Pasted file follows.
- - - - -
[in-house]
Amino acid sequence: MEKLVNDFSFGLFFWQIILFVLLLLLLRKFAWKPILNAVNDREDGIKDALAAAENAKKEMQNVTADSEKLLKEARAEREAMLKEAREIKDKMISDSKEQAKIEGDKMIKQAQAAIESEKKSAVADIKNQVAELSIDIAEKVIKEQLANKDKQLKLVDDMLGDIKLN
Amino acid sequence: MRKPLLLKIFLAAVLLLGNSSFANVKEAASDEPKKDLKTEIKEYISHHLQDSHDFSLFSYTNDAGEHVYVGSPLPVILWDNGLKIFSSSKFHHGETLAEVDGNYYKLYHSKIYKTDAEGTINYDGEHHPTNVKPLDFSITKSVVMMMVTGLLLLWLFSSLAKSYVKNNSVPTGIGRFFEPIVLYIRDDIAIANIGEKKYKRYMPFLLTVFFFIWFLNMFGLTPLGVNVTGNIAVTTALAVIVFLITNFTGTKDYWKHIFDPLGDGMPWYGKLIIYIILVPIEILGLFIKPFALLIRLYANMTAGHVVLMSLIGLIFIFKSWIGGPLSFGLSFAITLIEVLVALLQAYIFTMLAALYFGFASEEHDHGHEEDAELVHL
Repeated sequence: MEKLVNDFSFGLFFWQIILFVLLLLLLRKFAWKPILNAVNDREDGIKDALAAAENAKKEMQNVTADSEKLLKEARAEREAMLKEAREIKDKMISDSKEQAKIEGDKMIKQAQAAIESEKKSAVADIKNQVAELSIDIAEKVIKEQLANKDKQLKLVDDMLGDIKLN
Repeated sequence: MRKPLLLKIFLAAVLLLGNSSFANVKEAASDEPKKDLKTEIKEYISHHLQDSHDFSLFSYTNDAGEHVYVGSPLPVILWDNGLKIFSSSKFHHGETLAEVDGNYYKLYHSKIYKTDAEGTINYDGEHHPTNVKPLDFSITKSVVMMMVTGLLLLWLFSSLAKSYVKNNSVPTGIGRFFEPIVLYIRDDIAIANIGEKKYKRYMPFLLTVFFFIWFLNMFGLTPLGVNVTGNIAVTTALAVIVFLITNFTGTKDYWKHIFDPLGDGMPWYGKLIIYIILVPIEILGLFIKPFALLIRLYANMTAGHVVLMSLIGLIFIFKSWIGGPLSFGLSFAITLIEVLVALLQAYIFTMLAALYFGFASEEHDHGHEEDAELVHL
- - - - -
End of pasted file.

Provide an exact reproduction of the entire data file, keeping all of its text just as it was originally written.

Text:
[in-house]
Amino acid sequence: MEKLVNDFSFGLFFWQIILFVLLLLLLRKFAWKPILNAVNDREDGIKDALAAAENAKKEMQNVTADSEKLLKEARAEREAMLKEAREIKDKMISDSKEQAKIEGDKMIKQAQAAIESEKKSAVADIKNQVAELSIDIAEKVIKEQLANKDKQLKLVDDMLGDIKLN
Amino acid sequence: MRKPLLLKIFLAAVLLLGNSSFANVKEAASDEPKKDLKTEIKEYISHHLQDSHDFSLFSYTNDAGEHVYVGSPLPVILWDNGLKIFSSSKFHHGETLAEVDGNYYKLYHSKIYKTDAEGTINYDGEHHPTNVKPLDFSITKSVVMMMVTGLLLLWLFSSLAKSYVKNNSVPTGIGRFFEPIVLYIRDDIAIANIGEKKYKRYMPFLLTVFFFIWFLNMFGLTPLGVNVTGNIAVTTALAVIVFLITNFTGTKDYWKHIFDPLGDGMPWYGKLIIYIILVPIEILGLFIKPFALLIRLYANMTAGHVVLMSLIGLIFIFKSWIGGPLSFGLSFAITLIEVLVALLQAYIFTMLAALYFGFASEEHDHGHEEDAELVHL
Repeated sequence: MEKLVNDFSFGLFFWQIILFVLLLLLLRKFAWKPILNAVNDREDGIKDALAAAENAKKEMQNVTADSEKLLKEARAEREAMLKEAREIKDKMISDSKEQAKIEGDKMIKQAQAAIESEKKSAVADIKNQVAELSIDIAEKVIKEQLANKDKQLKLVDDMLGDIKLN
Repeated sequence: MRKPLLLKIFLAAVLLLGNSSFANVKEAASDEPKKDLKTEIKEYISHHLQDSHDFSLFSYTNDAGEHVYVGSPLPVILWDNGLKIFSSSKFHHGETLAEVDGNYYKLYHSKIYKTDAEGTINYDGEHHPTNVKPLDFSITKSVVMMMVTGLLLLWLFSSLAKSYVKNNSVPTGIGRFFEPIVLYIRDDIAIANIGEKKYKRYMPFLLTVFFFIWFLNMFGLTPLGVNVTGNIAVTTALAVIVFLITNFTGTKDYWKHIFDPLGDGMPWYGKLIIYIILVPIEILGLFIKPFALLIRLYANMTAGHVVLMSLIGLIFIFKSWIGGPLSFGLSFAITLIEVLVALLQAYIFTMLAALYFGFASEEHDHGHEEDAELVHL